Recent quarrels on social media have highlighted something that's bothered me for a while now: there's an apparent incompatibility between popularising ecology and being a seasoned practitioner or scholar of it. The ecological sphere - the entire scientific one for that matter - has always suffered from an image problem, and crucially, a communication problem when it comes to engaging and connecting with the general public. The average person's ecological understanding, I believe, is often held back by so much ecological study being esoteric and abstruse; often not presented in an accessible, digestible, easy to understand way. Because of this, it rarely makes its way into mainstream media: and if it does, much of the detail, substance and nuance has been removed. Ecological study has been marinating in its own academic juices for so long now that to take it out of that realm and repackage it for general consumption is a tricky, surgical operation.
The natural world's complexity rarely conforms to deliver the simple messaging most people are accustomed to, and which the media likes to disseminate. The academic world is strangely traditional and resistant to new thinking and approaches. Accuracy, veracity and field-driven results quite rightly need to be heard above unproven theory or cherry-picked facts. We don't want a 'dumbing down' of the science, but we do need more engagement with it. So what's the solution: how do you popularise without diminishing the scientific rigour, and ultimately improve people's ecological interest and education?
There's a delicate balance to be struck; an interplay between empirical fact and the story created around it to present it in such a way that it educates and inspires. An academic paper rarely manages to do the latter. Should the scientific community embrace the power of storytelling to win hearts and minds? I think a lot of good can come from it in terms of extending the reach of a specific paper and communicating complex theory, processes and methodology, for example. Why affect just a few minds when you can affect thousands? As we upscale our efforts to protect and enhance our environment like never before, environmental communication could do with the same treatment. Make it less about niche and more about mass appeal.
I think there is a middle ground to be found, but I'm conflicted by it. Often when I see someone getting 'shot down' for trying to popularise something ecological, because what they say is perhaps not 100% factually correct or simplistic, my first instinct is to side with the populariser, not the debunker; primarily because the nature of the debunk is often condescending and rather personal in tone - and I want to see ecological education for the masses. But at the same time, as a journalist, I want that 100% factual accuracy. Surely we can have both? Don't force the story, but also, don't be held hostage by the academic minutiae.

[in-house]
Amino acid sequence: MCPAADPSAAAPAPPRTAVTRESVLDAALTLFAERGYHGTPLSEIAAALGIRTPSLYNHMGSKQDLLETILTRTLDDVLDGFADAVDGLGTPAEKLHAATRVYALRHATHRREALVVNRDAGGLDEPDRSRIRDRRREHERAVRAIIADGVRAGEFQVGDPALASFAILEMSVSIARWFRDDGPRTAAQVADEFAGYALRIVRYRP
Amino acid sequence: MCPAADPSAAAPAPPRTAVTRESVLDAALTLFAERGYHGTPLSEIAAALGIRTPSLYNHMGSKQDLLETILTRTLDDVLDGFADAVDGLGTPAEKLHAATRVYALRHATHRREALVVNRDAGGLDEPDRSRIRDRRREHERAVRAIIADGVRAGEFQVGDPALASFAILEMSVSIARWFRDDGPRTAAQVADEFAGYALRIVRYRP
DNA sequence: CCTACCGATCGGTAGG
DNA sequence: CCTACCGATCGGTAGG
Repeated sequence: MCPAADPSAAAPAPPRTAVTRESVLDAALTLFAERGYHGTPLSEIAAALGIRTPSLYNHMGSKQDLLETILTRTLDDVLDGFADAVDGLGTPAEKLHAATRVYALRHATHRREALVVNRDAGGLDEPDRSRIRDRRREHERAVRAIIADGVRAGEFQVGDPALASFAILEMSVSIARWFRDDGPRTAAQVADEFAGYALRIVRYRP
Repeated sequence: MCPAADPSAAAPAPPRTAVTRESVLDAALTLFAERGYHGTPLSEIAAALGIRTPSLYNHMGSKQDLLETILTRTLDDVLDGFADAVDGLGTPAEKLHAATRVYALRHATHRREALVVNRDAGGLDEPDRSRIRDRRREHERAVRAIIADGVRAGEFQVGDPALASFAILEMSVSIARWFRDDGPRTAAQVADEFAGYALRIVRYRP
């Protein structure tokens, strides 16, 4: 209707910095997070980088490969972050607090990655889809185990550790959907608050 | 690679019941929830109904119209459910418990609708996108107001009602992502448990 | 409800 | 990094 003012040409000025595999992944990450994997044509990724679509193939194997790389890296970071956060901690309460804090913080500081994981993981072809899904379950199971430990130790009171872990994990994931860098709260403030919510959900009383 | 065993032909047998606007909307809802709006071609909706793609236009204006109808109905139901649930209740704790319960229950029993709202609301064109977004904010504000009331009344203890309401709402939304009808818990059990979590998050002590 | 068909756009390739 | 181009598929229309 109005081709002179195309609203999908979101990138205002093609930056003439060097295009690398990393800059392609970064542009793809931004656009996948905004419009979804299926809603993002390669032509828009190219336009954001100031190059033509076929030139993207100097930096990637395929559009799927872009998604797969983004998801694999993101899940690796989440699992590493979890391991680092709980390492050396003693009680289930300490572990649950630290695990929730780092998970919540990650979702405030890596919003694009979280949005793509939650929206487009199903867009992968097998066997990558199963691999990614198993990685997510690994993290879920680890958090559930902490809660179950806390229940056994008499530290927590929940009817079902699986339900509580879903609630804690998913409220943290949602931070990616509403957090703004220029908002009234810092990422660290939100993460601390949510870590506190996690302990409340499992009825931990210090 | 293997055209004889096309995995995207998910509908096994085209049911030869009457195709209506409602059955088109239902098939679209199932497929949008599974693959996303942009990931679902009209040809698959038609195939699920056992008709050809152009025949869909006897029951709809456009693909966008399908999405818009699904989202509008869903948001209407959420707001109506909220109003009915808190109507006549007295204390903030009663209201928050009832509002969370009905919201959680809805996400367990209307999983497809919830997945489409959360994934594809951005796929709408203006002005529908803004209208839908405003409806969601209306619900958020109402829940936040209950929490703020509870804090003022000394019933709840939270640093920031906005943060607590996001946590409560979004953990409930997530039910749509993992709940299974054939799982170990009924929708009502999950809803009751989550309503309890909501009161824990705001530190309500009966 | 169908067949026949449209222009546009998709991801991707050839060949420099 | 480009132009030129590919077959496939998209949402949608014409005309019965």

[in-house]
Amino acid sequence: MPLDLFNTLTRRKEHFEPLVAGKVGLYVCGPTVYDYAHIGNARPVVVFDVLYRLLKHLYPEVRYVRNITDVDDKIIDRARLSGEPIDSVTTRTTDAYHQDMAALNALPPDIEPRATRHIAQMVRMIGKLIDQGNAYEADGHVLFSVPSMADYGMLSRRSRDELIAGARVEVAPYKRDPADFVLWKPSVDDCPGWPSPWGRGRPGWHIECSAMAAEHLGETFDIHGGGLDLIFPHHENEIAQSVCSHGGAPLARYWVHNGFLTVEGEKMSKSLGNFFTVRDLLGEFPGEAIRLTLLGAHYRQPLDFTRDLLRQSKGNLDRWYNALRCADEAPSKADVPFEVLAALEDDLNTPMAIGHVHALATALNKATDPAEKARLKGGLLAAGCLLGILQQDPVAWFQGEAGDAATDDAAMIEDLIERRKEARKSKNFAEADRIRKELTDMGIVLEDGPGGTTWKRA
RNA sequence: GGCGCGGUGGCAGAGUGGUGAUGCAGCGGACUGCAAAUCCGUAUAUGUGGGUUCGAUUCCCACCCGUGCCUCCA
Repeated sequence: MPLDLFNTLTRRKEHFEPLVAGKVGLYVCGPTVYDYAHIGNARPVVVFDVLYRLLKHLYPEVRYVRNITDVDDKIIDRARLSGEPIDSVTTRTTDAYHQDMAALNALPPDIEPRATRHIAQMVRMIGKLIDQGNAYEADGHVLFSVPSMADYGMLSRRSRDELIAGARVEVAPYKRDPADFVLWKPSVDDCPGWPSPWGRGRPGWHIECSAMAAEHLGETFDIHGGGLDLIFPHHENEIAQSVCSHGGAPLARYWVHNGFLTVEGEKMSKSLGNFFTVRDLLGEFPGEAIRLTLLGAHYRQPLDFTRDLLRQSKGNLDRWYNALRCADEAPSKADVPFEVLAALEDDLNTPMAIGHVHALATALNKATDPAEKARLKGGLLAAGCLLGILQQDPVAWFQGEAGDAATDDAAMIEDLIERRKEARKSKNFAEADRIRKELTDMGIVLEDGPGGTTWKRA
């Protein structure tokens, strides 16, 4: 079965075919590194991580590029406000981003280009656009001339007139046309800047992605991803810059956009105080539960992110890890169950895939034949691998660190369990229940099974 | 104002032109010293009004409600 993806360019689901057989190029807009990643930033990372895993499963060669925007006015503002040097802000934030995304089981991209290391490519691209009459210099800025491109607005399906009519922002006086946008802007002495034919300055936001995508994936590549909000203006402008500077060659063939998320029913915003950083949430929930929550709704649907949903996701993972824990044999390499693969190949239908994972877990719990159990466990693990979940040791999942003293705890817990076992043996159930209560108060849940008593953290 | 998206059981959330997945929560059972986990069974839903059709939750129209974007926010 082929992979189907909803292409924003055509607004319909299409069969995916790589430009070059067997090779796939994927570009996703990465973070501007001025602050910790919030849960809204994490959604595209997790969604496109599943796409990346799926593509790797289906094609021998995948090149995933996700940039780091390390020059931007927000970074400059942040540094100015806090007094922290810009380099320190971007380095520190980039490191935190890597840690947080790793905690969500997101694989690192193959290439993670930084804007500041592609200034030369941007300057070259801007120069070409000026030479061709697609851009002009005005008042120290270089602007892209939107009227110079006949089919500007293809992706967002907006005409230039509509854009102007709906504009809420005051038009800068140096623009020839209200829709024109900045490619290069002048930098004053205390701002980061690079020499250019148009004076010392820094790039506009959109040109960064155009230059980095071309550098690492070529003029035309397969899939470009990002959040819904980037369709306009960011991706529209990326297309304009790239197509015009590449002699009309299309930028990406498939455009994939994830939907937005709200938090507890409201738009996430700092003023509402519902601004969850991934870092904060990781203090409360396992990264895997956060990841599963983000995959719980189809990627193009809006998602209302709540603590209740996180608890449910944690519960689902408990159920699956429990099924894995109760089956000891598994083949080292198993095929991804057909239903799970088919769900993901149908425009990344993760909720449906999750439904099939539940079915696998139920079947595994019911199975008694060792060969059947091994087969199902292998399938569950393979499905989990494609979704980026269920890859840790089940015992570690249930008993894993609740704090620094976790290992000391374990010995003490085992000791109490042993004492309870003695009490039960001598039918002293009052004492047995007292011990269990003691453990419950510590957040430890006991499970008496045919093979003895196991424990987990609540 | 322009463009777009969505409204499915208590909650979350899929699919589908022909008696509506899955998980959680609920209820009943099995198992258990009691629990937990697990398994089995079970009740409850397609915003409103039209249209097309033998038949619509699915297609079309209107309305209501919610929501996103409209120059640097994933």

It's encouraging to see more and more scientific papers being distilled into threads or posts on social media, or condensed into shorter articles elsewhere. Some are good, some are bad. The bad ones are missing an element of storytelling, the good ones hold your attention. The great ones unfold like your favourite book. They ignite some really interesting discussions, where the layperson interacts with the scientist. That takes us down a promising road, where an ecological education for the masses can be developed. Once again, I don't wish this to come across as 'academia bad, dumbing down good'. On the contrary, I want to see more ecologists, zoologists and conservation biologists telling us everything they know throughout all kinds of media - I just don't think that scientific papers in their current form are the best vehicle for doing this.
To popularise is to cultivate an army of ecological advocates, armed with a new, deeper sense of understanding and purpose. And let's not forget, the more widespread and effective the popularising, the greater the benefit to Nature - and to us. Let us not mock those who have yet to discover an ecological education, but see it as a wonderful opportunity to open their eyes, heart and soul to the fascinating, enrapturing, thought-provoking complexity of the ecological world. Ecology does not exist to disparage, patronise or ridicule. It's not there to inflate ego, or try and catch someone out - it's there for all of us to learn from. The learning is lifelong.